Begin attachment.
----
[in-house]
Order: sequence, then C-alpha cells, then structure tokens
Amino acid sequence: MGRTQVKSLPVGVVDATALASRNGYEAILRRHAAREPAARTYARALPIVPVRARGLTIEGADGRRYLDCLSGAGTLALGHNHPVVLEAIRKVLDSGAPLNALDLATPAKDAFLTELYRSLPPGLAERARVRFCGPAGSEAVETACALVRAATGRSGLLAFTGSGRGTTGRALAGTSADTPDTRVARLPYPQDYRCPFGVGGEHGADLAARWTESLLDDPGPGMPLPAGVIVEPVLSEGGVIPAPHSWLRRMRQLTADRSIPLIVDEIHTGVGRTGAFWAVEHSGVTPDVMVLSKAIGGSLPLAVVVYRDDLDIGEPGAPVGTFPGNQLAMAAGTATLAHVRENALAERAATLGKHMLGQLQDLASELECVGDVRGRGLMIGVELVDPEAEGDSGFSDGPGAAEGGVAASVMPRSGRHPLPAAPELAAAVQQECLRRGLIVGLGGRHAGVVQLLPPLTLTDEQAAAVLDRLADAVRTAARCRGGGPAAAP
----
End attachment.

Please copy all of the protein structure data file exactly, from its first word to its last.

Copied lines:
[in-house]
Order: sequence, then C-alpha cells, then structure tokens
Amino acid sequence: MGRTQVKSLPVGVVDATALASRNGYEAILRRHAAREPAARTYARALPIVPVRARGLTIEGADGRRYLDCLSGAGTLALGHNHPVVLEAIRKVLDSGAPLNALDLATPAKDAFLTELYRSLPPGLAERARVRFCGPAGSEAVETACALVRAATGRSGLLAFTGSGRGTTGRALAGTSADTPDTRVARLPYPQDYRCPFGVGGEHGADLAARWTESLLDDPGPGMPLPAGVIVEPVLSEGGVIPAPHSWLRRMRQLTADRSIPLIVDEIHTGVGRTGAFWAVEHSGVTPDVMVLSKAIGGSLPLAVVVYRDDLDIGEPGAPVGTFPGNQLAMAAGTATLAHVRENALAERAATLGKHMLGQLQDLASELECVGDVRGRGLMIGVELVDPEAEGDSGFSDGPGAAEGGVAASVMPRSGRHPLPAAPELAAAVQQECLRRGLIVGLGGRHAGVVQLLPPLTLTDEQAAAVLDRLADAVRTAARCRGGGPAAAP